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Chronobiological Processes of Free Radical Oxidation of the Oral Fluid and Oral Candidiasis (pp. 129-132) $0.00
Authors:  A. R. Sultanshina, M. F. Kabirova, L. P. Gerasimova, T. S. Chemikosova, A. A. Golub, and L. I. Kuznecova
Abstract:
Chronic inflammatory diseases of various etiologies are associated with activation of free radical oxidation (FRO) processes [1-3]. An important role in this process is played by the activation of phagocytic cells that produce reactive oxygen species in excess, which leads to further progression of the pathological process. The amount of free radicals and the rate of FRO in tissues and organs change significantly under the influence of unfavorable factors, stress and in various diseases, including inflammatory ones. Endotoxin and other waste products of a microbial cell as well as fragments of destroyed cells stimulate an inflammatory response activating polymorphonuclear leukocytes with the release of free radicals [1, 3]. Despite some features of the course of inflammation in various organs and tissues, the participation of reactive oxygen species in the development of an infectious-inflammatory process is a universal response of the body [4]. Candidiasis of the oral mucosa is caused by fungi of the genus Candida belonging to the opportunistic microflora [3-6]. When they multiply, lytic enzymes are formed such as proteinases, phospholipases, hemolytic factor. This increases the resistance of the fungal cell to the body’s defense mechanisms [1-5]. Thus, candidiasis is mainly caused by the weakening of the resistance of the human body due to chronic diseases, such as diabetes and drug therapy. There is an unmet need to take into account the state of the FRO of the oral fluid when choosing the means and methods of treating candidiasis. The goal of the research was to study mechanisms of FRO of the oral fluid in patients with oral candidiasis in subjects with diabetes mellitus and those on drug therapy for other diseases.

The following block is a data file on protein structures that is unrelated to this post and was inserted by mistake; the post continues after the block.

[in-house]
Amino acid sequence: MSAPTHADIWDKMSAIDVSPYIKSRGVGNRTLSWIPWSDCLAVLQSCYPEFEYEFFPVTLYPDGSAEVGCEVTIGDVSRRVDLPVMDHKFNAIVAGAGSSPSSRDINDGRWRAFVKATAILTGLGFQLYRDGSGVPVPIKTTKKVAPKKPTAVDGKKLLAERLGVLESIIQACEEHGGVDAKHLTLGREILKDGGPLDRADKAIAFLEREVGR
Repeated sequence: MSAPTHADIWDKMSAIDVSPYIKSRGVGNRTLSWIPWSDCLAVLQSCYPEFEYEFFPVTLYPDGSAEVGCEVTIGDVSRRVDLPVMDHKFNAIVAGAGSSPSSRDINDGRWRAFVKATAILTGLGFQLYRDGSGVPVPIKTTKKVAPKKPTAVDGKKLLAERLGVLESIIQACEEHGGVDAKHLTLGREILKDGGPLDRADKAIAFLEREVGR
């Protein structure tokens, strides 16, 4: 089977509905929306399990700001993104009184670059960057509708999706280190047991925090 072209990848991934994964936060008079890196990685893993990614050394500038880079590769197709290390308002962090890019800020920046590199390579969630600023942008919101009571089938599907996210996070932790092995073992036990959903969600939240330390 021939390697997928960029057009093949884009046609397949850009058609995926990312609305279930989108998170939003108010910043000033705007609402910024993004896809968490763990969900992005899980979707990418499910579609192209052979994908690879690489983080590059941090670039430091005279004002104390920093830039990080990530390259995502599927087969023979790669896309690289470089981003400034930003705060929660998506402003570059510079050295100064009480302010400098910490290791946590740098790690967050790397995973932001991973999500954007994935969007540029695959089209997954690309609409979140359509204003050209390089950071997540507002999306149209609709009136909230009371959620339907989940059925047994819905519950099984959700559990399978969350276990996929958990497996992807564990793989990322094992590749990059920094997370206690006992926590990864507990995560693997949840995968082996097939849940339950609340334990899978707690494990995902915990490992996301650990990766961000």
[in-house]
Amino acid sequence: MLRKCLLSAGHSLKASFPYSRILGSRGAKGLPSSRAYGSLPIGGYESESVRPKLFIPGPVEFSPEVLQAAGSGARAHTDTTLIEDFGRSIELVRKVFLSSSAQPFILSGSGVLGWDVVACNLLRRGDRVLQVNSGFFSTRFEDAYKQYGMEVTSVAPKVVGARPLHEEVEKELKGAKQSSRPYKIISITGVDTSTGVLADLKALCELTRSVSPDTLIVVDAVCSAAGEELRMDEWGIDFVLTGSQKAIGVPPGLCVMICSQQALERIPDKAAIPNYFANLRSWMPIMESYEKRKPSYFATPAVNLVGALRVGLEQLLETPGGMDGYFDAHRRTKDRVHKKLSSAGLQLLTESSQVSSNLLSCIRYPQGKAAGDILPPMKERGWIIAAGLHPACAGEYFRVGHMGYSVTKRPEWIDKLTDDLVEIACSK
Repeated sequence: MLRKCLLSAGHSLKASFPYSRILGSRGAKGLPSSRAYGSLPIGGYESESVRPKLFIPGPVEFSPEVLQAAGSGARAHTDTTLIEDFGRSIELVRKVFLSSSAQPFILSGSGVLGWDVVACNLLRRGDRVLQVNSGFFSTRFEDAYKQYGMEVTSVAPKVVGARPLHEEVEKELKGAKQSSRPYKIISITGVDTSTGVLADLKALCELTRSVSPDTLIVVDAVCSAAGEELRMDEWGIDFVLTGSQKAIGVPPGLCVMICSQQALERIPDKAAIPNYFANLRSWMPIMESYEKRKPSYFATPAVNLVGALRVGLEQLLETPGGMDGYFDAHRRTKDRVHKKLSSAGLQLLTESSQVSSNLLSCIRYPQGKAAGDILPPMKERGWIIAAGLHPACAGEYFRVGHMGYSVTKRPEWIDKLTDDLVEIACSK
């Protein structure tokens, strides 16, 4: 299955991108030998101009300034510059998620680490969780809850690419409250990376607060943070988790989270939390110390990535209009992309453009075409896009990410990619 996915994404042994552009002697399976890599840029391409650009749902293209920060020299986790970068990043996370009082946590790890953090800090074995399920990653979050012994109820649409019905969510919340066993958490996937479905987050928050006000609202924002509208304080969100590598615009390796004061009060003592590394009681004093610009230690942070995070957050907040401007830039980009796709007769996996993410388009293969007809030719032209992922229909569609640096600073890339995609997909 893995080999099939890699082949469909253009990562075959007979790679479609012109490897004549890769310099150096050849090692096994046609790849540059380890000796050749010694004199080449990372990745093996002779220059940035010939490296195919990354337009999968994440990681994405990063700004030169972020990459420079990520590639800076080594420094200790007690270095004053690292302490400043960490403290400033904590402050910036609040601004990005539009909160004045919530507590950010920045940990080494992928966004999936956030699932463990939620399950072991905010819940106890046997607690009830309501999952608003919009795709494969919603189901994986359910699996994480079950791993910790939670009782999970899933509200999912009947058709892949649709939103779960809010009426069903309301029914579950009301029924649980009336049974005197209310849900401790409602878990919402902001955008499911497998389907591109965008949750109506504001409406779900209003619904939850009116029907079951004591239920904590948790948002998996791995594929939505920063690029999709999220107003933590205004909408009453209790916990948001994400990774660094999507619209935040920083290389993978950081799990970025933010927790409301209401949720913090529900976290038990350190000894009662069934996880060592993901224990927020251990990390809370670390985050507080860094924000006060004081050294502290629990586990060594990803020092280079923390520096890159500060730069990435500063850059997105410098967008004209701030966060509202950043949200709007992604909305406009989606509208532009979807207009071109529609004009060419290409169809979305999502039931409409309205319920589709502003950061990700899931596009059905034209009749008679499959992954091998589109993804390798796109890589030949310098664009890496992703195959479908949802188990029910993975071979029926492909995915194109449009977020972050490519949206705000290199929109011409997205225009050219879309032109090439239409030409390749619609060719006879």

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Chronobiological Processes of Free Radical Oxidation of the Oral Fluid and Oral Candidiasis (pp. 129-132)